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Nutrients 2015, 7(8), 6281-6293; doi:10.3390/nu7085285

The Pattern of Fatty Acids Displaced by EPA and DHA Following 12 Months Supplementation Varies between Blood Cell and Plasma Fractions

1
MRC Human Nutrition Research, Elsie Widdowson Laboratory, Fulbourn Road, Cambridge CB1 9NL, UK
2
Human Development and Health Academic Unit, Faculty of Medicine, University of Southampton, Tremona Road, Southampton SO16 6YD, UK
3
Nuffield Department of Primary Care Health Sciences, University of Oxford, Woodstock Road, Oxford OX2 6GG, UK
4
NIHR Southampton Biomedical Research Centre, University of Southampton and University Hospital Southampton NHS Foundation Trust, Tremona Road, Southampton SO16 6YD, UK
5
Department of Biological Sciences, Faculty of Science, King Abdulaziz University, Jeddah 21589, Kingdom of Saudi Arabia
*
Author to whom correspondence should be addressed.
Received: 26 May 2015 / Revised: 26 May 2015 / Accepted: 27 July 2015 / Published: 3 August 2015
(This article belongs to the Special Issue DHA for Optimal Health)
View Full-Text   |   Download PDF [354 KB, uploaded 3 August 2015]   |  

Abstract

Eicosapentaenoic acid (EPA) and docosahexaenoic acid (DHA) are increased in plasma lipids and blood cell membranes in response to supplementation. Whilst arachidonic acid (AA) is correspondingly decreased, the effect on other fatty acids (FA) is less well described and there may be site-specific differences. In response to 12 months EPA + DHA supplementation in doses equivalent to 0–4 portions of oily fish/week (1 portion: 3.27 g EPA+DHA) multinomial regression analysis was used to identify important FA changes for plasma phosphatidylcholine (PC), cholesteryl ester (CE) and triglyceride (TAG) and for blood mononuclear cells (MNC), red blood cells (RBC) and platelets (PLAT). Dose-dependent increases in EPA + DHA were matched by decreases in several n-6 polyunsaturated fatty acids (PUFA) in PC, CE, RBC and PLAT, but were predominantly compensated for by oleic acid in TAG. Changes were observed for all FA classes in MNC. Consequently the n-6:n-3 PUFA ratio was reduced in a dose-dependent manner in all pools after 12 months (37%–64% of placebo in the four portions group). We conclude that the profile of the FA decreased in exchange for the increase in EPA + DHA following supplementation differs by FA pool with implications for understanding the impact of n-3 PUFA on blood lipid and blood cell biology. View Full-Text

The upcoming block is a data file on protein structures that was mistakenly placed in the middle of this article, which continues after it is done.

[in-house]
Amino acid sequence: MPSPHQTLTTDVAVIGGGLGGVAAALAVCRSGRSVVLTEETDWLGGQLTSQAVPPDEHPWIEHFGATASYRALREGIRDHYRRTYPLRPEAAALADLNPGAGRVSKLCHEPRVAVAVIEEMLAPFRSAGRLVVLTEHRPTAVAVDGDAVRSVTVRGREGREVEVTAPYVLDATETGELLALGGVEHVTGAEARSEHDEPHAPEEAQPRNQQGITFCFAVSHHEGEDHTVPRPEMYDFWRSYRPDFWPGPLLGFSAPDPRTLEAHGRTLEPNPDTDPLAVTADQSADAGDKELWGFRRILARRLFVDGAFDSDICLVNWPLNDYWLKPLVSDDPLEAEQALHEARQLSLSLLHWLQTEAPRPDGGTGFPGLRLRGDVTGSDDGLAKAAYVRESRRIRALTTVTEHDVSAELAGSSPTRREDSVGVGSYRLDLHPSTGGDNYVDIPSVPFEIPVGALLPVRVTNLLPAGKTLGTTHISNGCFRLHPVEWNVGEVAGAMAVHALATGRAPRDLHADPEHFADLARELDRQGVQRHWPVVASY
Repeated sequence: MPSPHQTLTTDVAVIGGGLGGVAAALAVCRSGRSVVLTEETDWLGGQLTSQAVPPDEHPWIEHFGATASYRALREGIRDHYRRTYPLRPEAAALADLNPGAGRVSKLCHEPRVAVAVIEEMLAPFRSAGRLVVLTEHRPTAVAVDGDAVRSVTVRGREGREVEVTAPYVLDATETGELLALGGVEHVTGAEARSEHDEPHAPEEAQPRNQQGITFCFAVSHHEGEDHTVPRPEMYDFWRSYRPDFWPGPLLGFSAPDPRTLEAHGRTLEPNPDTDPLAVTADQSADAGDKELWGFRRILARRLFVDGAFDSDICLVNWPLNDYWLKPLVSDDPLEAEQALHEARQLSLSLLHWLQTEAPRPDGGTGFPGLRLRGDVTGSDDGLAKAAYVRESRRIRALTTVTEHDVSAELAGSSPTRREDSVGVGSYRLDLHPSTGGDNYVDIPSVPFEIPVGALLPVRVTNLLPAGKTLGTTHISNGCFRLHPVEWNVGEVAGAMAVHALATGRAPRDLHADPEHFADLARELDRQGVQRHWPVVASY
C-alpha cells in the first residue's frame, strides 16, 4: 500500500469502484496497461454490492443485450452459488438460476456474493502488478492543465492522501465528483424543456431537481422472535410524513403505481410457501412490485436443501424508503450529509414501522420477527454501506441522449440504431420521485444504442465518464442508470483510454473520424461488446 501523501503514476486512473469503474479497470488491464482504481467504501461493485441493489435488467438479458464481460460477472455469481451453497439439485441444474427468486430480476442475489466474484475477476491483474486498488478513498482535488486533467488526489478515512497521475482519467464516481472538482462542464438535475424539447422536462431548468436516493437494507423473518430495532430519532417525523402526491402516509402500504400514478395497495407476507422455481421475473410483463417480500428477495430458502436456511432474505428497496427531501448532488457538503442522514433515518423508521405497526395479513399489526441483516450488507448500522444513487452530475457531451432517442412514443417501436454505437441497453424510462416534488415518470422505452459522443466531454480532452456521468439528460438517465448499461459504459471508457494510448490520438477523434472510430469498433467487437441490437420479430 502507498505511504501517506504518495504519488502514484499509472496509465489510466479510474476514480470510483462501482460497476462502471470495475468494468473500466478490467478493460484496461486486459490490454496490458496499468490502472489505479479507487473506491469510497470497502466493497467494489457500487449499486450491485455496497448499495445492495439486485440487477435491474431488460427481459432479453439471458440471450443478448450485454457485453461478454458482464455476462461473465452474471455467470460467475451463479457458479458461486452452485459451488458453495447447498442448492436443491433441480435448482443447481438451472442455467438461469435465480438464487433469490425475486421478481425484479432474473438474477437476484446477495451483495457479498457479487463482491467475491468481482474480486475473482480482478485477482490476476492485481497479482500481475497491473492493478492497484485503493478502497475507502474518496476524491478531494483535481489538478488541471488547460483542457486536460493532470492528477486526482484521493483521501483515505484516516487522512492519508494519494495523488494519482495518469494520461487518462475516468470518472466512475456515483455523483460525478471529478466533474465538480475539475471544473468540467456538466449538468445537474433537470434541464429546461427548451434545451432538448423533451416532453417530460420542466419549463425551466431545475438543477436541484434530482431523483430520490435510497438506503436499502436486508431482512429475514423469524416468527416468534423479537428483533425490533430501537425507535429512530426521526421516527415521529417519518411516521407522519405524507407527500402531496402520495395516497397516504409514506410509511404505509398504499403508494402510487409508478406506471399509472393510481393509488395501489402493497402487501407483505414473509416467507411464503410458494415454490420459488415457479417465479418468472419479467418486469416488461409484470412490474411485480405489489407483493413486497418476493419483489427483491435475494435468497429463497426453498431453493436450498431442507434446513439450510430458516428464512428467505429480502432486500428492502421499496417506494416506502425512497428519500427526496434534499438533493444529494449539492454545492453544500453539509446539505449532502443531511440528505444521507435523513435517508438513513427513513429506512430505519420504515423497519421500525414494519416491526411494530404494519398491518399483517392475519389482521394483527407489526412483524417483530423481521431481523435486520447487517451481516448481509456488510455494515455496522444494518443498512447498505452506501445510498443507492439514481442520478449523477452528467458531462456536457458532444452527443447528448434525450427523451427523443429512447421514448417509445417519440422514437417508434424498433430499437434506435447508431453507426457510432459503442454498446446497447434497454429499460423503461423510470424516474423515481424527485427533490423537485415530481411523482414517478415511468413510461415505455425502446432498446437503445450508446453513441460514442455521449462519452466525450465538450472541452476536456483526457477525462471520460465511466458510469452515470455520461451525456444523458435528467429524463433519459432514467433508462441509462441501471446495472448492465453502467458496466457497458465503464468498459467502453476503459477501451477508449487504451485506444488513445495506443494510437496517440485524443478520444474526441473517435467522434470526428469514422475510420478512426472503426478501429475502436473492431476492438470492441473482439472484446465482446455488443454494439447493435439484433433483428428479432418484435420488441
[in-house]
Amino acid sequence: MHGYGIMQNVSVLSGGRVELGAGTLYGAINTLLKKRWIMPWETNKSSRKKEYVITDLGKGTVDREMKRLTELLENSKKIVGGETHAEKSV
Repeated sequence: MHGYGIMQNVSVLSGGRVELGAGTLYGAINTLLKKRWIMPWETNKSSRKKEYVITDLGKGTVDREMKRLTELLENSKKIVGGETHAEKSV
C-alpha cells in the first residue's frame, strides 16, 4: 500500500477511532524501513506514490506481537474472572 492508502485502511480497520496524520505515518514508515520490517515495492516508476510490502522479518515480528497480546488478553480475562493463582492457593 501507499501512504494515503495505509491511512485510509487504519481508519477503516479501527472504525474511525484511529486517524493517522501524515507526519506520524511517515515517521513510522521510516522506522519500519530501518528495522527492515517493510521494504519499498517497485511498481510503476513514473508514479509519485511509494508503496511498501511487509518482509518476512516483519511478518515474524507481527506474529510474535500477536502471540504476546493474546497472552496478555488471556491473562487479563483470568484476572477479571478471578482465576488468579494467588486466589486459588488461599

Keywords: EPA and DHA supplementation; n-3 fatty acid; n-6 fatty acid; fatty acid displacement; plasma fatty acid fractions; blood cell fatty acids EPA and DHA supplementation; n-3 fatty acid; n-6 fatty acid; fatty acid displacement; plasma fatty acid fractions; blood cell fatty acids
This is an open access article distributed under the Creative Commons Attribution License which permits unrestricted use, distribution, and reproduction in any medium, provided the original work is properly cited. (CC BY 4.0).

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MDPI and ACS Style

Walker, C.G.; West, A.L.; Browning, L.M.; Madden, J.; Gambell, J.M.; Jebb, S.A.; Calder, P.C. The Pattern of Fatty Acids Displaced by EPA and DHA Following 12 Months Supplementation Varies between Blood Cell and Plasma Fractions. Nutrients 2015, 7, 6281-6293.

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